On Wednesday, October 6, 2021, the IRS published Notice 2021-58 providing clarity around the Outbreak Period extensions in relation to COBRA continuation coverage.  “This notice clarifies that the disregarded period for an individual to elect COBRA continuation coverage and the disregarded period for the individual to make initial and subsequent COBRA  premium payments generally run concurrently.”  Here’s a breakdown of this clarifying guidance.

  • If someone elected COBRA during their usual 60-day election window, then their initial premium payment that’s typically due 45 days following their election is extended to give them one year and 45 days after their election was submitted.
  • If someone elected COBRA after the usual 60-day election window under Outbreak Period extension relief, then their initial premium payment is due one year and 105 days after their election notice was originally provided to them.
    • There may have been confusion that people thought when they submitted their election form after the initial 60 days, they had one year and 45 days from the date they eventually submitted their election to pay the first premium.  However, all original deadlines were supposed to be recognized and only given an additional year beyond what the original deadline would have been.  The original deadline would have been 60 days to elect plus 45 days to pay initial premium, so 105 days max.
    • “Therefore, to avoid inequitable outcomes, in no event will an individual be required to make the initial premium payment before November 1, 2021, even if November 1, 2021 is more than one year and 105 days after the date the election notice was received, provided that the individual makes the initial premium payment within one year and 45 days after the date of the election.”
  • From there, each month’s subsequent premium payment is due one year following what the original payment due date (plus 30-day grace period) would have been.  This means it’s possible the first payment may have to cover not only the first month’s premium but perhaps one or two additional months as well.
    • For example, if someone was given a COBRA notice August 1, 2020, but did not elect COBRA during the initial 60 days, they would have until September 30, 2021 (one year and 60 days after August 1, 2020) to submit their election, and they would have until November 14, 2021 (one year and 105 days after August 1, 2020) to submit payment for August, September, and October 2020 premiums by that November 14, 2021, deadline.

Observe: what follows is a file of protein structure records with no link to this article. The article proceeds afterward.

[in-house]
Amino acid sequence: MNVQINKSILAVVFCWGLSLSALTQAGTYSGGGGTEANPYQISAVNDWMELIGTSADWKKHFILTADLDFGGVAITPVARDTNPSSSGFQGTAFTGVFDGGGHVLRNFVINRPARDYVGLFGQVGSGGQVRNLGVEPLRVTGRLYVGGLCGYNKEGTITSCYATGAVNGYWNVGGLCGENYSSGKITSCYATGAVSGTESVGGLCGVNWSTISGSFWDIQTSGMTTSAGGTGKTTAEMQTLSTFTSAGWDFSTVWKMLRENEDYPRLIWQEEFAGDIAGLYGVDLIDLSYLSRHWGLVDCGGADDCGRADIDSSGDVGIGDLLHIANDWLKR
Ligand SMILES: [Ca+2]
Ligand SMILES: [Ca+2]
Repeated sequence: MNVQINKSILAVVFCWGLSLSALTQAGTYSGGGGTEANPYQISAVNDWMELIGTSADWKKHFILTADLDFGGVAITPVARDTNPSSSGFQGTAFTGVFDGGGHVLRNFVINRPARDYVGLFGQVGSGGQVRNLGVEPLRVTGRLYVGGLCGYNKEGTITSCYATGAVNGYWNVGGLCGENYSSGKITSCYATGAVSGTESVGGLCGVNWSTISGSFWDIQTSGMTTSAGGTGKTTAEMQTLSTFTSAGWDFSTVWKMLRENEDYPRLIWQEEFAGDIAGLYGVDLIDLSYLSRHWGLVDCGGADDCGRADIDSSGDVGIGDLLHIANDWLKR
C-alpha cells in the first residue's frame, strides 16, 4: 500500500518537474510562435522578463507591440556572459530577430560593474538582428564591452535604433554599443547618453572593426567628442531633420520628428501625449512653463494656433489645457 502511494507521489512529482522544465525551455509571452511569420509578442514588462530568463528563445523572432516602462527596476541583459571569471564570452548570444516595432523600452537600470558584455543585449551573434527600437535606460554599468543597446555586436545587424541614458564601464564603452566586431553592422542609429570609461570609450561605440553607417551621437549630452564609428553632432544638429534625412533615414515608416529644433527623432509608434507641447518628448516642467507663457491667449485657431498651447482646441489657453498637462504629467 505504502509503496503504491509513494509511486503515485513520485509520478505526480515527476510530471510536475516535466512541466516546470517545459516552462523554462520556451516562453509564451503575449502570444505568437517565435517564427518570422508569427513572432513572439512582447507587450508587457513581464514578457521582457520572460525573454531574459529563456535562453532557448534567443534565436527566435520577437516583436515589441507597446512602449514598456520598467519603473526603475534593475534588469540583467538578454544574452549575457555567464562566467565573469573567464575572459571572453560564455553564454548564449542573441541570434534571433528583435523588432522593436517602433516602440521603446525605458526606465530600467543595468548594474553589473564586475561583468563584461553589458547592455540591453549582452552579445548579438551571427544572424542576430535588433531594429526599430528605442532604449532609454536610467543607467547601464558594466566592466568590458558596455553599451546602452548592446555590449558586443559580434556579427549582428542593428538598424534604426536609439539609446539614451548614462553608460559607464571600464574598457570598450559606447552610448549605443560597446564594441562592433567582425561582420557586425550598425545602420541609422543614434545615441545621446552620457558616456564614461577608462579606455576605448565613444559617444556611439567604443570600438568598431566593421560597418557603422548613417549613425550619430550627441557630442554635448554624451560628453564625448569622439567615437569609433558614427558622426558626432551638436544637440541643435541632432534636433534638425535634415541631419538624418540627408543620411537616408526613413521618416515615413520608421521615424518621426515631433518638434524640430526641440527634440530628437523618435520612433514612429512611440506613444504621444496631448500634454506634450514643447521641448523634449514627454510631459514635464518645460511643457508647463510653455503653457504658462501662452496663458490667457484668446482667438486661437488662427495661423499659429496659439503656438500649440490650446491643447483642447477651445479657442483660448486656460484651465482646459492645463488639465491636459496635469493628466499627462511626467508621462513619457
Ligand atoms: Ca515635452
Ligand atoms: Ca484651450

• The premium due September 1, 2020, would have had a 30-day grace period of October 1, 2020.  Add a year and that’s October 1, 2021, which pre-dates the initial payment being made by November 14, 2021, and therefore must be included in the initial premium payment in order to have September 2020 coverage.
      • Likewise, the premium due October 1, 2020, would have had a 30-day grace period of October 31, 2020.  Add a year and that’s October 31, 2021, which also pre-date the extended initial premium due date of November 14, 2021.  So to have October 2020 coverage, the initial premium payment must also include the October premium.
      • Assuming the individual’s initial payment by November 14, 2021, includes all three months of premium payments for Aug, Sept, and Oct 2020, then the November 2020 premium originally due November 1, 2020, would have had a 30-day grace period of December 1, 2020.  Add a year and that’s December 1, 2021, so the November 2020 premium does not have to be included with the initial premium payment by November 14, 2021, but can be delayed as late as December 1, 2021.

The guidance provides several examples to illustrate how this relief is intended to work.  At the end of the day, it’s not been terribly meaningful for someone to wait a long time to elect COBRA, as they won’t have “active” COBRA coverage that can be used for current medical care until they get all prior premiums caught up.  Any provider that calls to ask the plan about current COBRA coverage status would likely be told that claims would be pended or tentatively declined until back premiums are timely paid under the Outbreak Period extension relief.  Granted, in high cost situations, health care facilities have been known to pay someone’s COBRA premiums to ensure they are fully and timely paid by the health plan, so the clarifications above are still helpful.

IMA will continue to monitor regulator guidance and offer meaningful, practical, timely information.

This material should not be considered as a substitute for legal, tax and/or actuarial advice. Contact the appropriate professional counsel for such matters. These materials are not exhaustive and are subject to possible changes in applicable laws, rules, and regulations and their interpretations.

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